Australia’s booming buy-now-pay-later industry is becoming a growing problem for financial counsellors, who warn the sector’s hardship provisions aren’t up to scratch.
Financial Counselling Australia’s bi-annual Rank the Banks report found buy-now-pay-later (BNPL) providers are among the most difficult financial institutions to deal with.
The report gives each financial institution a score out of 10 (with 1 being the lowest) based on the experience of surveyed financial counsellors.
The big four banks typically enjoyed scores above 7, with the exception being Commonwealth Bank, which scored 5.9.
Meanwhile, non-major banks scored 5 on average, with the lowest being AMP Bank’s 3.9.
But BNPL companies fared a lot worse, with no provider scoring above 5 in 2019 – the first year these businesses were included in the report.
FCA chief executive Fiona Guthrie said the results were “hugely concerning”.
One counsellor surveyed by FCA said it was too easy for customers to sign up to BNPL companies and that many of their clients “struggle to understand the implications”.
Another complained that the BNPL company they were dealing with “requested unachievable payment arrangements” after they flagged that their client had “no capacity or very little capacity” to pay back debt.
“They really need to do a lot better for their customers. The highest-rated provider got a pass mark of 5, and the lowest-rated provider was 3.9,” Ms Guthrie said.
That simply isn’t good enough.”
The findings come after BNPL powerhouse Afterpay set a record for quarterly sales in the three months to June 30, with shoppers pumping nearly $4 billion through the service during that time.
Separate research from credit bureau illion and consultancy firm AlphaBeta show rival BNPL providers have enjoyed similar upticks, as consumers look for new payment methods during the pandemic.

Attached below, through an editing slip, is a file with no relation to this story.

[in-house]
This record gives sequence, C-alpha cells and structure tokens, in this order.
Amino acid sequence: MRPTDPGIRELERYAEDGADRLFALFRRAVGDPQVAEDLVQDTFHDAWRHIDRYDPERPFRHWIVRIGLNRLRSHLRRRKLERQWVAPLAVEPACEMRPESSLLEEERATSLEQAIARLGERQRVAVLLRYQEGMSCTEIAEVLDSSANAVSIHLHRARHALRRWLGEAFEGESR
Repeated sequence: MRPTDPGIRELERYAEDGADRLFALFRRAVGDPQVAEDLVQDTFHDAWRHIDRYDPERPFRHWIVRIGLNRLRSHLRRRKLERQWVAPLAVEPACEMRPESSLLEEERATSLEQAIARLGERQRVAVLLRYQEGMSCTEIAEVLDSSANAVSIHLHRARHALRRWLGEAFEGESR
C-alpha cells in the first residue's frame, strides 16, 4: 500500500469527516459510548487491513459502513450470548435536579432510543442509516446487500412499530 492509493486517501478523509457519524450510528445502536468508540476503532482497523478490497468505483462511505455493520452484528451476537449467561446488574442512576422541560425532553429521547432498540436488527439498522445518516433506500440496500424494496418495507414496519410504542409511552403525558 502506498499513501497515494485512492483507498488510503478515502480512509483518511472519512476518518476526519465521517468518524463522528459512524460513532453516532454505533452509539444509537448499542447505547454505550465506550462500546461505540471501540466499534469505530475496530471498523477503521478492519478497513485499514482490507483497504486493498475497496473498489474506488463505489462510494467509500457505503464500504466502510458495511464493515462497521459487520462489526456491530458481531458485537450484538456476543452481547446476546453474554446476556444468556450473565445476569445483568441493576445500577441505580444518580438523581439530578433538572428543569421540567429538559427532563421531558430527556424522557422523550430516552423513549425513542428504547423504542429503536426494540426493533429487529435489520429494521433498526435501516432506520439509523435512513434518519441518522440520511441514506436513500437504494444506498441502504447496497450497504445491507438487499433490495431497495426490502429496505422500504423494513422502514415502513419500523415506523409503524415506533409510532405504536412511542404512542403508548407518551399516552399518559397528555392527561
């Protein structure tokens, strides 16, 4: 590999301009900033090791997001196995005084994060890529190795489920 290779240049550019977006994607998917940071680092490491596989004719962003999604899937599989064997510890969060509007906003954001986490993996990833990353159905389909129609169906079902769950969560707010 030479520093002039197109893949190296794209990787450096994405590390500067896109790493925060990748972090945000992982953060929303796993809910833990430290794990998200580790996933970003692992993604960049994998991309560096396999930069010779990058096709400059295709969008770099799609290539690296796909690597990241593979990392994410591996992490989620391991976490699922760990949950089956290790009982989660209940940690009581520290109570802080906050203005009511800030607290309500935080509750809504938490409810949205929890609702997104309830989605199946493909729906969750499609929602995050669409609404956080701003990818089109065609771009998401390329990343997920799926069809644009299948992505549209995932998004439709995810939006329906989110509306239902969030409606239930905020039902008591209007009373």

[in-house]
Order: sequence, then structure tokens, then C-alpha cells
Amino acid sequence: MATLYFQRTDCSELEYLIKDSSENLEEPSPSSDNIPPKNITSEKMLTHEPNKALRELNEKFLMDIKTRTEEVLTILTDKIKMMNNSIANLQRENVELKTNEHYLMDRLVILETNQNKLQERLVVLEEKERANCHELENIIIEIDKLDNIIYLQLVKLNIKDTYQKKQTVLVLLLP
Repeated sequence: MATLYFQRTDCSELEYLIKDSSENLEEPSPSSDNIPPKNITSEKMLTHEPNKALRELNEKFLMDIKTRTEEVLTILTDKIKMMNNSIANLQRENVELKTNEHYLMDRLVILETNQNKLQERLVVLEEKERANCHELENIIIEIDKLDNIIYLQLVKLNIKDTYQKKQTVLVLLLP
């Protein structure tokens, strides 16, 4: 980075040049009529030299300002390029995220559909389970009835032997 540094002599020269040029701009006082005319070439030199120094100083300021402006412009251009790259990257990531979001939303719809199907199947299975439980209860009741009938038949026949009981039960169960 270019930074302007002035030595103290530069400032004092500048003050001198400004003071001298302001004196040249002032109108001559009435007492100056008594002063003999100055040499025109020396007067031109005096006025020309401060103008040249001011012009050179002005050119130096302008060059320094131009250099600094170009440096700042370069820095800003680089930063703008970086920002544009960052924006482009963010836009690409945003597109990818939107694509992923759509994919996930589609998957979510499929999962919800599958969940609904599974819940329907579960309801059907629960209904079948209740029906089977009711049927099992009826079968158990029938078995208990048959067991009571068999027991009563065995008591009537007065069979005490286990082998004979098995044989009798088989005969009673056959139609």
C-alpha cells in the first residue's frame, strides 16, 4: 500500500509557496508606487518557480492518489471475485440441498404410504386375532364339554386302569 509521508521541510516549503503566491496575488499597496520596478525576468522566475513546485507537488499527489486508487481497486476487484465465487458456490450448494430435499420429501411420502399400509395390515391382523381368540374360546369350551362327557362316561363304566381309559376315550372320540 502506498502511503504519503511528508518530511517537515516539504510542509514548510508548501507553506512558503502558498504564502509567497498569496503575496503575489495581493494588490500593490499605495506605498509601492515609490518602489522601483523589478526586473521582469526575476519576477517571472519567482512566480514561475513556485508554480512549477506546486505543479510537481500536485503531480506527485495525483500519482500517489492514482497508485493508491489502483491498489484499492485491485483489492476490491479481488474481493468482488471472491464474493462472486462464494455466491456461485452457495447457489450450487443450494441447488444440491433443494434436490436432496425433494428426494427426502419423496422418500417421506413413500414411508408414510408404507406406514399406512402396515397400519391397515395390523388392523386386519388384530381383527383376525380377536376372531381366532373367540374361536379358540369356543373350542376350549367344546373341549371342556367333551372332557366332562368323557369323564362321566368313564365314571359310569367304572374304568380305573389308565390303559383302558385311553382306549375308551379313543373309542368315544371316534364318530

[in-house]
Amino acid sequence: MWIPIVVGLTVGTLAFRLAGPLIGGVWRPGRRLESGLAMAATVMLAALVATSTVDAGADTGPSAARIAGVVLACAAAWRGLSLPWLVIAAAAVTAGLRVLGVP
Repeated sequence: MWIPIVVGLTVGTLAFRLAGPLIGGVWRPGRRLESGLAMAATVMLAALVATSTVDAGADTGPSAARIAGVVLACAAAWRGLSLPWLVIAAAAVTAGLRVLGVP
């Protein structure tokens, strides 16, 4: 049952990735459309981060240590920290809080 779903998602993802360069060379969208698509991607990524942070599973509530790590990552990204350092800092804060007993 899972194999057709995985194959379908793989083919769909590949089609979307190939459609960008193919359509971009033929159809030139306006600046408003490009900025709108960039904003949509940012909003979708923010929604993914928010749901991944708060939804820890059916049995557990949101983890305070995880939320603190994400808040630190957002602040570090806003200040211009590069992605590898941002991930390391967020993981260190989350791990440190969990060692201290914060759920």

Ms Guthrie said that’s left financial counsellors feeling “incredibly concerned” about vulnerable Australians, as the sector is largely unregulated and consumers can easily fall behind on payments.
“BNPL is becoming increasingly popular because it seems so convenient and it’s easy to be approved,” she said.
“But it’s also easy to fall behind on payments and end up in debt, and financial counsellors are seeing this more and more.”
Ms Guthrie said these products need to be considered as a form of credit and regulated under the National Consumer Credit Protection Act so that customers are granted more rights.
Currently, BNPL providers are exempted because they do not charge interest on debts.
“A number of BNPL providers are developing a voluntary code of conduct. But it is no substitute for the obligations in the National Credit Act which are enforced by ASIC,” she said.
“We need an even playing field when it comes to credit.
“If it looks like a duck, and quacks like a duck, it is a duck. BNPL is credit and should be regulated like other credit products.”
Sector responding to report
Responding to questions from The New Daily, a spokesperson from Afterpay, which scored 4.8, said it was engaging with FCA following the release of its report.
The spokesperson said Afterpay is seeking “to better understand” the findings and look for areas of improvement.
“We are proud of the hardship program we offer but are committed to continual improvement and to providing the best possible service for our customers,” the spokesperson said.
Matthew Abbott, a spokesperson for rival BNPL company Zip Pay, which scored 4.3, told The New Daily the company”“has always been a responsible lender and has done credit checks since day one”.
“In any month, only one out of 100 Zip customers is late in their repayments compared with one in six for credit cards,” Mr Abbott said.